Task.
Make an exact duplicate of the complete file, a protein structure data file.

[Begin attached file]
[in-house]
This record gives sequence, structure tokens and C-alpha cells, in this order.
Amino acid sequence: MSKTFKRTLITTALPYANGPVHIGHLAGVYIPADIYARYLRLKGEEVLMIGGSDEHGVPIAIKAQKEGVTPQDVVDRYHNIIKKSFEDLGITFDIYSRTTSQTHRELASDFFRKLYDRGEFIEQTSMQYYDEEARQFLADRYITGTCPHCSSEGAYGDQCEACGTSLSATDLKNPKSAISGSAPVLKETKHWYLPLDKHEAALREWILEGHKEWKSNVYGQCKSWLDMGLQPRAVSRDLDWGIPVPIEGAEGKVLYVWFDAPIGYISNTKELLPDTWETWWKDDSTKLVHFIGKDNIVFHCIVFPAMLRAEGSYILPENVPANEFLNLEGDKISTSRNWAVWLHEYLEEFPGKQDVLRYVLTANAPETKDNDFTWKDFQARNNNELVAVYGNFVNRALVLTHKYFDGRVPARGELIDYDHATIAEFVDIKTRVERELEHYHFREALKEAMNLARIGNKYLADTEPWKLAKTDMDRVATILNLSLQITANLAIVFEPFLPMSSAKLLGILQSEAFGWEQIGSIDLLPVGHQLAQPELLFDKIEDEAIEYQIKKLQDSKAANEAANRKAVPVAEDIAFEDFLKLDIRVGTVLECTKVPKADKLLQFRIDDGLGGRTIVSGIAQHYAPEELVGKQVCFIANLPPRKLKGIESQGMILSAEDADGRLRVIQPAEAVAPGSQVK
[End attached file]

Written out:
[in-house]
This record gives sequence, structure tokens and C-alpha cells, in this order.
Amino acid sequence: MSKTFKRTLITTALPYANGPVHIGHLAGVYIPADIYARYLRLKGEEVLMIGGSDEHGVPIAIKAQKEGVTPQDVVDRYHNIIKKSFEDLGITFDIYSRTTSQTHRELASDFFRKLYDRGEFIEQTSMQYYDEEARQFLADRYITGTCPHCSSEGAYGDQCEACGTSLSATDLKNPKSAISGSAPVLKETKHWYLPLDKHEAALREWILEGHKEWKSNVYGQCKSWLDMGLQPRAVSRDLDWGIPVPIEGAEGKVLYVWFDAPIGYISNTKELLPDTWETWWKDDSTKLVHFIGKDNIVFHCIVFPAMLRAEGSYILPENVPANEFLNLEGDKISTSRNWAVWLHEYLEEFPGKQDVLRYVLTANAPETKDNDFTWKDFQARNNNELVAVYGNFVNRALVLTHKYFDGRVPARGELIDYDHATIAEFVDIKTRVERELEHYHFREALKEAMNLARIGNKYLADTEPWKLAKTDMDRVATILNLSLQITANLAIVFEPFLPMSSAKLLGILQSEAFGWEQIGSIDLLPVGHQLAQPELLFDKIEDEAIEYQIKKLQDSKAANEAANRKAVPVAEDIAFEDFLKLDIRVGTVLECTKVPKADKLLQFRIDDGLGGRTIVSGIAQHYAPEELVGKQVCFIANLPPRKLKGIESQGMILSAEDADGRLRVIQPAEAVAPGSQVK